The origins of Halloween can be traced back almost 2,000 years to a Celtic festival celebrating what was their new year, on November 1. All Hallows’ Eve, the night before, heralded the arrival of winter’s dark cold embrace. On what we now call Halloween, it was believed, the boundary separating the living from the dead became permeable, and ghosts could enter our world. Today, it’s all about candy and costumes, and, for the folks at Rubie’s Fun House it is the busiest time of the year.
Rubie’s Fun House is a chain of stores that began in 1950 as a single candy shop in Queens, New York. Over the years Rubie’s inventory grew to include novelty items, funny hats, and in 1970, they began manufacturing their own line of costumes. They soon owned the license for both the Star Trek and Superman brands, and today Rubie’s Fun House manufactures more than 200 licensed costume brands and operates stores in 14 countries.
Rubie’s is still owned by the founding family, but with their costumes now carried by dozens of major chains, including Kmart and Walmart, and inventory being shipped to toy stores, costume shops, and party stores worldwide, the family needed a management system that could keep it all running efficiently. They opted for an enterprise resource planning (ERP) solution that could provide real time visibility into their supply chain.
Rubie’s does 90 percent of their business at Halloween, and, to make sure every order arrives on time during their peak season, they adopted an ERP capable of projecting what they will need. This is accomplished by tracking the entire history of every customer order, from the purchase to the final warehouse shipment delivery confirmation. Rubie’s Fun House now runs everything on an enterprise solution from Simparel, a provider of both cloud and on-premise management systems for the fashion industry.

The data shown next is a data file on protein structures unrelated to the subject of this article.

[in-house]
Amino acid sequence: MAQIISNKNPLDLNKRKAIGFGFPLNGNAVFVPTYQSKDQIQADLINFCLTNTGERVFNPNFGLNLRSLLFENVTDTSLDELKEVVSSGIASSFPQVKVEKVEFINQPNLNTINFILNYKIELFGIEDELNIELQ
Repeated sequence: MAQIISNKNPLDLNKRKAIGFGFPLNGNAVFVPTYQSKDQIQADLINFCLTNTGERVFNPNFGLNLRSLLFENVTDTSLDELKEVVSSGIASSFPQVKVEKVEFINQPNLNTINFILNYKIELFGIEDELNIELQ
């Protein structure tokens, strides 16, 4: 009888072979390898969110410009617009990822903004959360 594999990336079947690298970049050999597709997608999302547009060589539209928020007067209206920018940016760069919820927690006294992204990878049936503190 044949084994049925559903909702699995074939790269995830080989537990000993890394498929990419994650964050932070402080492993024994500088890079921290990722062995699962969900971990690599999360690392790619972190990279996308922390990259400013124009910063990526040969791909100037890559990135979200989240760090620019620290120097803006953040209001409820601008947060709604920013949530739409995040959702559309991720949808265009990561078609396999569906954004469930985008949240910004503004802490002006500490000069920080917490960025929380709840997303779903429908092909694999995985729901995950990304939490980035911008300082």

Simparel’s ERP is designed to handle all aspects of Rubie’s omnichannel retail, for both B2B and B2C orders. The Simparel suite of solutions includes Product Lifecycle Management, Supply Chain Management, Shop Floor Control, and Warehouse Management. All this so that vampire costume arrives in time for All Hallows’ Eve.
Oracle Cloud Lifts Detroit Out of Bankruptcy
According to a new research report from MarketsandMarkets, the market for ERP in public education, for kindergarten through 12th grade, is expected to grow from $6.77 billion in 2016 to $14.19 billion in 2021. The adoption of enterprise resource planning systems is up across almost all public sector venues. A 2014 survey of the IT decision-makers at state and local agencies indicated that over 80 percent of the agencies had already adopted ERP or were in the process of doing so.
In 2013, the city of Detroit, Michigan, filed for Chapter 9 bankruptcy. The city has been making a slow steady recovery, and just recently, Detroit Mayor Mike Duggan announced that the city’s 2016-2017 financial plan will mark the third straight year of balanced budgets. The city council has noted that much of this continuing success can be attributed to the decision to adopt Oracle’s Enterprise Resource Planning Cloud and Enterprise Performance Management Cloud.